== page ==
The Face of His Brother by Mark St.J.Couhig


The Face of His Brother by Mark St.J.Couhig


It is late in the afternoon of Friday, August 27, 1967.
In Albuquerque, New Mexico, 22-year-old
Ricardo Garcia has just made a terrible mistake.

Garcia was warned of the consequences that awaited, but in a
moment of anger he purchased with his pistol the eternal enmity of the Brandon family
of Clinton, Louisiana. Though his home is more than one thousand miles
removed from Clinton, the distance will provide Garcia with
no comfort and no safety.

To the Brandons of East Feliciana Parish, family is everything. Three
generations soon find themselves in hot pursuit of Garcia.
Only one man, a disgraced Clinton cop, stands in the way of their plans.

The Face of his Brother is more than a simple story of revenge. The
hunt for Garcia brings to the surface the violence, betrayals and tragedies that
have torn the Brandon family apart.  At its heart, this is the story of
an old Louisiana family and of the secrets and
scandals that roil beneath the surface.





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Reviews of The Face of His Brother:

Louisiana and New Mexico are captured beautifully on these pages and the characters are instantly familiar By Lucie on June 25, 2015

When I finished The Face of His Brother, I immediately turned back to the beginning and started to read it again. That was a couple of weeks ago, and I continue to pick it up and re-read parts of this compelling story. "Thought provoking" barely begins to describe it, yet there are parts where I laughed out loud. Louisiana and New Mexico are captured beautifully on these pages and the characters are instantly familiar. Don't even think about picking up this wonderful book unless you are willing to enter into a personal relationship with it, one that will take you to unexpected places, at times uncomfortable,yet always drawing you in to discover more about justice, and family, than you could have imagined.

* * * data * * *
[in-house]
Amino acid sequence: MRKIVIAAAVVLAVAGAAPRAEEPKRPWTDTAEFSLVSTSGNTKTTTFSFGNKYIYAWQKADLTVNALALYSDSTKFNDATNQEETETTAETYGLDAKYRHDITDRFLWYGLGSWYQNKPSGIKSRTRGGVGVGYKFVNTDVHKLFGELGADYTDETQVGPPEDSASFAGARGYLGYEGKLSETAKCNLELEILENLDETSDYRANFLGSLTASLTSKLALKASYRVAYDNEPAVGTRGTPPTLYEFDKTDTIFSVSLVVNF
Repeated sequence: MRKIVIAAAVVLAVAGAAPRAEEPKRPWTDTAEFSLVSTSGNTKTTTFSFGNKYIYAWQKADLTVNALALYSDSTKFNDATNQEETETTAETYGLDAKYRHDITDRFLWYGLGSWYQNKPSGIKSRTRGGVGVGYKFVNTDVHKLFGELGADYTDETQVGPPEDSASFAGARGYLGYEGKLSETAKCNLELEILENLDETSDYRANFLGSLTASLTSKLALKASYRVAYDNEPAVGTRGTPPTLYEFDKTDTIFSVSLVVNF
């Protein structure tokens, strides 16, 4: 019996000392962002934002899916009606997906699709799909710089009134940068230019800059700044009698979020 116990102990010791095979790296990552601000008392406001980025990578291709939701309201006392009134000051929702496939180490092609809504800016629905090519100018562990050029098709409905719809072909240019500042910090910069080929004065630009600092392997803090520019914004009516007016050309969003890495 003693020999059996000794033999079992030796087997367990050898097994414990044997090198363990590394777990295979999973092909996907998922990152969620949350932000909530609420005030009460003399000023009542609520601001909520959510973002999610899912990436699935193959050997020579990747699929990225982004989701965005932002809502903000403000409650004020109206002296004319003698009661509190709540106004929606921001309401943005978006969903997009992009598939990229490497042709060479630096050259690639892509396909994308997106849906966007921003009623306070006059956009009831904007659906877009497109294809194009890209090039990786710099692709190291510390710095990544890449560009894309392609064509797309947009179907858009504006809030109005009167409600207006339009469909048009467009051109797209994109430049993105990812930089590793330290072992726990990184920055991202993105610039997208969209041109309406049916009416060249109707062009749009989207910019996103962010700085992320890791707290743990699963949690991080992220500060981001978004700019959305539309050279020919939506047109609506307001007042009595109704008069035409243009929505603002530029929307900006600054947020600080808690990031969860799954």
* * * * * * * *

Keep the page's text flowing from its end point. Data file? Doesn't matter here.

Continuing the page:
By Glenna Fallin on June 2, 2015

Although the locale for the story is in New Mexico and Louisiana, the tale of sibling rivalry, greed, laziness, and racism needs no geographical boundary. The author, however, is able to so deftly describe the two locations, those from the areas will want to read it for the descriptive prose alone. Not to say that the story, full of twists and turns, is always serious as I found myself laughing out loud throughout my reading because the character depictions are so accurate for people I actually know. The setting is in the 1960's, but could easily be viewed as contemporary in light of recent protests. This is the author's first novel, but I hope it is not his last because it was enjoyable and I highly recommend it.


By Robert B. Scholes on July 2, 2015

From the first page through to the last, I was hooked on this book. The author must have done extensive research on the culture of both South Louisiana and New Mexico in the late '60s. I was quickly drawn into those locales, and found I really cared what happened to both the perpetrator and the victim's family. This book has a lot of suspense, is fast-paced, and has that ring of authenticity about how families deal with the murder of a family member. But it's not just any murder. And, clearly this is NOT just any family. A fine first book, and I'm looking forward to his next one. Strong five stars.

By Cathy on May 31, 2015

I loved this. At first it seems like a fairly straight-forward murder mystery but it has plot twists that are brilliant. Throw in two very different landscapes and cultures and you have a story that will keep you engrossed. It's well-written, unique and rewarding.